Perhaps the single most telling flashpoint, according to Leonhardt, will be the fate of the so-called "MedPAC on Steroids," a commission empowered to make a yearly package of Medicare cost control recommendations to Congress, which Congress would have to vote up or down as a package. Leonhardt calls a commission thus empowered a "Fed for Health" to emphasize the need for political insulation. "Whether one ends up in the final bill," he writes, "will be a good test of Mr. Obama's endgame leadership."
Obama would seem to agree with Leonhardt. Back in July, he highlighted the commission as a a potential guiding light for cost control over the course of years and decades, telling Fred Hiatt:
At this point, I am confident that both the House and the Senate bills will contain what we've been calling MedPAC on steroids, the idea that you continually present new ideas to change incentives, change the delivery system, understanding that because this is such a complex system we're not always going to get it exactly right the first time, and that there have to be a series of modifications over the course of a series of years, and we have to take that out of politics and make sure that an independent board of medical experts and health economists are providing packages that are continually improving the system. So I think there's general consensus that that is one of two very powerful levers to bend the cost curve.As for the second "lever":
That "variation that goes after insurance companies" is in the Senate Finance Committee bill, in the form of a surtax on plans that cost more than $21k per family and $8k per individual. "Along with the Medicare commission," according to Leonhardt, "this tax is the biggest single difference between the Senate and House versions. "
Now, the second idea, which is the one that got more attention, even though Elmendorf, I think, has emphasized the benefits of a MedPAC board, as well, was the elimination of the tax exclusion [on employer-provided health insurance]. And I've been very clear on my position that I think to add additional costs to families right now when they're already seeing their premiums doubled is not the kind of health reform that I'd like to see, but I believe that there may be ways of getting at the same principle.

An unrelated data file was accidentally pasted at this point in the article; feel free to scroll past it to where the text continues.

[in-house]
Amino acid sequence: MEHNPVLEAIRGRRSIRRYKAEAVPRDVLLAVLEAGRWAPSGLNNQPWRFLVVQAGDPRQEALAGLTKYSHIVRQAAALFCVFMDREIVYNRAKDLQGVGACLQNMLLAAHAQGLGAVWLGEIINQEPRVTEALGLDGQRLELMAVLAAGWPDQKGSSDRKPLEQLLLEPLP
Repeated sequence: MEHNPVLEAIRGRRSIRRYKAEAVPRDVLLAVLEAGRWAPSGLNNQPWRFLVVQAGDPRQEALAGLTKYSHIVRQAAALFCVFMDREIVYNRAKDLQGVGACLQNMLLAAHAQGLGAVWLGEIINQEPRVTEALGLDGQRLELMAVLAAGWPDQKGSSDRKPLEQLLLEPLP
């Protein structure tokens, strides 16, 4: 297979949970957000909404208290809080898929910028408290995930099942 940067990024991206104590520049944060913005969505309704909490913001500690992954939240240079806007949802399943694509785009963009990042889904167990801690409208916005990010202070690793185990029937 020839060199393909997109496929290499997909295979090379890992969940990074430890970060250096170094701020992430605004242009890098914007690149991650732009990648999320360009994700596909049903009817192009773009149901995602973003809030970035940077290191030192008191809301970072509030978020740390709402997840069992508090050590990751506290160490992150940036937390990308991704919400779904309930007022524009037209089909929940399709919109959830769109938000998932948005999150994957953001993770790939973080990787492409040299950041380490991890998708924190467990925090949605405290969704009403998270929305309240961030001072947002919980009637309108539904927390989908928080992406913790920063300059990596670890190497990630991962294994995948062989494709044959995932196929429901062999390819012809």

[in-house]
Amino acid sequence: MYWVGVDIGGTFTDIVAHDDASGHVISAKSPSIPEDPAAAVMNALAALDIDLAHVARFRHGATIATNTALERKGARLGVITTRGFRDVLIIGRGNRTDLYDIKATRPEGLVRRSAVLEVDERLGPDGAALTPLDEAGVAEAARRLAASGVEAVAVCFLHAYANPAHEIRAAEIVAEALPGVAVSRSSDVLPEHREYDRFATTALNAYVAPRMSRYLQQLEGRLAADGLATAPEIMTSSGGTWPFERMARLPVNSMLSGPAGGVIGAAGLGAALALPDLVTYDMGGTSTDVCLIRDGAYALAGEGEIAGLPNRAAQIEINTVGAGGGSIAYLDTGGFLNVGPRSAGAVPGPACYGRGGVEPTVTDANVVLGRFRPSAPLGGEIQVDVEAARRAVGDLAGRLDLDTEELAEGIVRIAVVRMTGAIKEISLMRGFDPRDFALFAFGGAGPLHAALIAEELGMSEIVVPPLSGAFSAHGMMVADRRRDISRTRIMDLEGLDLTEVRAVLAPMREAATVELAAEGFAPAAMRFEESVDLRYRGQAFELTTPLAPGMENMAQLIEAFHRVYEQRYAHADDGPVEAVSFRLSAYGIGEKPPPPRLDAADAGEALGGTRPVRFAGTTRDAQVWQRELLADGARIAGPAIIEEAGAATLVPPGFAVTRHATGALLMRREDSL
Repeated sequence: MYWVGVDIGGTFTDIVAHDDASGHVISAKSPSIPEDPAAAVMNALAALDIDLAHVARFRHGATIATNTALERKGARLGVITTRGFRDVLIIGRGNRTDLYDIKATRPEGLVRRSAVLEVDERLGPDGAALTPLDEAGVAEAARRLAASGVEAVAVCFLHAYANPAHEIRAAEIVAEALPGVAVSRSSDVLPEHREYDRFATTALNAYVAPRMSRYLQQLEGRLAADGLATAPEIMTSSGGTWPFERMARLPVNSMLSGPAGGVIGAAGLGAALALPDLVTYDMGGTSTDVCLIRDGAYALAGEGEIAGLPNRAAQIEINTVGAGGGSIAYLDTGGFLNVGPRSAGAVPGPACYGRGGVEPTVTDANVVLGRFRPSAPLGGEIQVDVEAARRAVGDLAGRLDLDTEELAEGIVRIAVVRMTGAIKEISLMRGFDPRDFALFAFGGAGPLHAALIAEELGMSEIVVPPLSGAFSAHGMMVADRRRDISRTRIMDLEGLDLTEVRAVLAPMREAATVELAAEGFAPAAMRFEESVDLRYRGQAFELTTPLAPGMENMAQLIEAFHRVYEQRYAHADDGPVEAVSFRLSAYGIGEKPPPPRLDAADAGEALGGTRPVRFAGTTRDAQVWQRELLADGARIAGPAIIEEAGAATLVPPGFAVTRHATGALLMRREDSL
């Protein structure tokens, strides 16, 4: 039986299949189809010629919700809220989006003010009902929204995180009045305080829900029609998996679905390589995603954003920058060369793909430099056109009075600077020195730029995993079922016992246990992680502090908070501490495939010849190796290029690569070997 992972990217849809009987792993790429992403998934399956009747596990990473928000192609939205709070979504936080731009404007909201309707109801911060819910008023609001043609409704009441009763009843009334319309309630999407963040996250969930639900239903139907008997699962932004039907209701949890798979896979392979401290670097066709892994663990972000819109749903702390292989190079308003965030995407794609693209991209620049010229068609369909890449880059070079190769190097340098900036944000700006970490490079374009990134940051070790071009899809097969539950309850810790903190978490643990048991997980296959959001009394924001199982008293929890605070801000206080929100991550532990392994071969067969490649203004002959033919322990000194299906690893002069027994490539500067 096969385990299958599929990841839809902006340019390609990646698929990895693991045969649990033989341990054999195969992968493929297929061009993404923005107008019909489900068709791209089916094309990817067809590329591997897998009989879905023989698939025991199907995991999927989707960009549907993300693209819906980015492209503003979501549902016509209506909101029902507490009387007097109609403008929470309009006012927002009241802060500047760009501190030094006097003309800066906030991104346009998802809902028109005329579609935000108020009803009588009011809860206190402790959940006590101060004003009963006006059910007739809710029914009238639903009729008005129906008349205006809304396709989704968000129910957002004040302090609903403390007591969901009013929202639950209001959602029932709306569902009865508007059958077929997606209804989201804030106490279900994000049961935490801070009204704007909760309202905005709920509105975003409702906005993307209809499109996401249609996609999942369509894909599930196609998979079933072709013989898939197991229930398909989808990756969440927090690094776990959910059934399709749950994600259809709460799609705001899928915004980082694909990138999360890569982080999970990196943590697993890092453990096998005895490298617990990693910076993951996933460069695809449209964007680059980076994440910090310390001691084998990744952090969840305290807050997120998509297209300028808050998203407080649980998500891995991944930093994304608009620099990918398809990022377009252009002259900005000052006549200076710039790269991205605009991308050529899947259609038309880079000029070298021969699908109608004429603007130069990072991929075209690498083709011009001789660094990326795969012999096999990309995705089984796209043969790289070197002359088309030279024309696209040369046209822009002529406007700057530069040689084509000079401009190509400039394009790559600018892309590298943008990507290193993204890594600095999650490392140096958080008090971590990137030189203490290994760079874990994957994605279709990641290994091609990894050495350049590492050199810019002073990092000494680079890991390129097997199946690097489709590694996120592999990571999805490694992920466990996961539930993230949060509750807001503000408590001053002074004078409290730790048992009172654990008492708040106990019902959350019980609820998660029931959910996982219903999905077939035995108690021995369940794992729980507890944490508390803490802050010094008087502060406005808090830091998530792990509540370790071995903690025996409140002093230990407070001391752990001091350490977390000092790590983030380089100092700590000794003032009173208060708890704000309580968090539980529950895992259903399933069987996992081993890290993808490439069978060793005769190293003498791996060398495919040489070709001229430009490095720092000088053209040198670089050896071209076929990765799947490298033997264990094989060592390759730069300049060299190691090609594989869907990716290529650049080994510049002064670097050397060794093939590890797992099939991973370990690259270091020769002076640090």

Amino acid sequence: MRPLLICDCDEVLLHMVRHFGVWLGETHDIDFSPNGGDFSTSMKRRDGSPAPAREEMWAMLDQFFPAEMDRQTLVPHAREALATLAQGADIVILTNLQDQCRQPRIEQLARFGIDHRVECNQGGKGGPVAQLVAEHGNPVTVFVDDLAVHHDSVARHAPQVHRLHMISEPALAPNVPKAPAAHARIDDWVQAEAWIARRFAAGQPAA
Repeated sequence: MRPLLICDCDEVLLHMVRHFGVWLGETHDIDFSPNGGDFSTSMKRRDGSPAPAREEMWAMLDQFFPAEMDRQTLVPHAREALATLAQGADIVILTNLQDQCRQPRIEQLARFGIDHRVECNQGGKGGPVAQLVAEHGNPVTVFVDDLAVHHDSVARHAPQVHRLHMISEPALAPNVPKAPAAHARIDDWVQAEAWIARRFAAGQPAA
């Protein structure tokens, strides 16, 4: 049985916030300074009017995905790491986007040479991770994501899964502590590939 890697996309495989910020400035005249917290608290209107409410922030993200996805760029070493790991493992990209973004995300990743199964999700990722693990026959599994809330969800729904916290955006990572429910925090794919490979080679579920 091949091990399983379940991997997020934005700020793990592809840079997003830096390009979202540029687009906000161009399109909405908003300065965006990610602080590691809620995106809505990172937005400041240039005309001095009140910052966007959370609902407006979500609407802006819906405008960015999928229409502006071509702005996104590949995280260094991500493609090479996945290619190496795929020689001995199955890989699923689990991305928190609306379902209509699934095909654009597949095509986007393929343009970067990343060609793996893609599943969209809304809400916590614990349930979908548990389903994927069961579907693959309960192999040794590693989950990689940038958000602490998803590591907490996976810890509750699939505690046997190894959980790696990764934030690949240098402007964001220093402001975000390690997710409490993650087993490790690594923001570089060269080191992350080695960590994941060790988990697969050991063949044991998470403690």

For example, you could conceivably set up an index of some sort that makes sure that health care inflation -- or to make sure that the exclusion only accommodates a certain amount of health care inflation -- as opposed to 8 percent or 9 percent, or what have you -- without burdening current plans, but over time assuming -- if we're assuming that health care inflation is going to continue to be a problem, that you could get at the problem in that way.
Hiatt: A kind of cap, but one that doesn't hurt anybody --
Hiatt: -- at the current level?
Obama: Exactly. You're also seeing, I think, some interesting discussions in the Senate Finance Committee about a variation that goes after the insurance companies, as opposed to directly taxing the benefits.
So Leonhardt has highlighted the degree to which the White House is in sync with Senate Finance on cost control, and the key cost control omissions in the House bill.
On the other side of the ledger, the House bill provides more generous coverage than the Senate Finance bill. Many who embrace the basic architecture of the Democrats' health reform efforts dream of a bill that combines House coverage with Senate cost control. Deep pessimism about the way Congress works in this era leads many to supsect that we'll get the opposite. I would bet on a mixed scorecard - maybe 1-for-2 on the excise tax and MedPAC, or both surviving in weakened form, and somewhat more generous subsidies with a stiffer coverage mandate than the Finance bill provides.
If a bill passess at all. The abortion pound of flesh extracted in the House, the weak majority with which the bill passed, Lieberman's grandstanding on the public option...all have made me wonder.
See also: David Leonhardt tries to do Obama's job for him (Part I)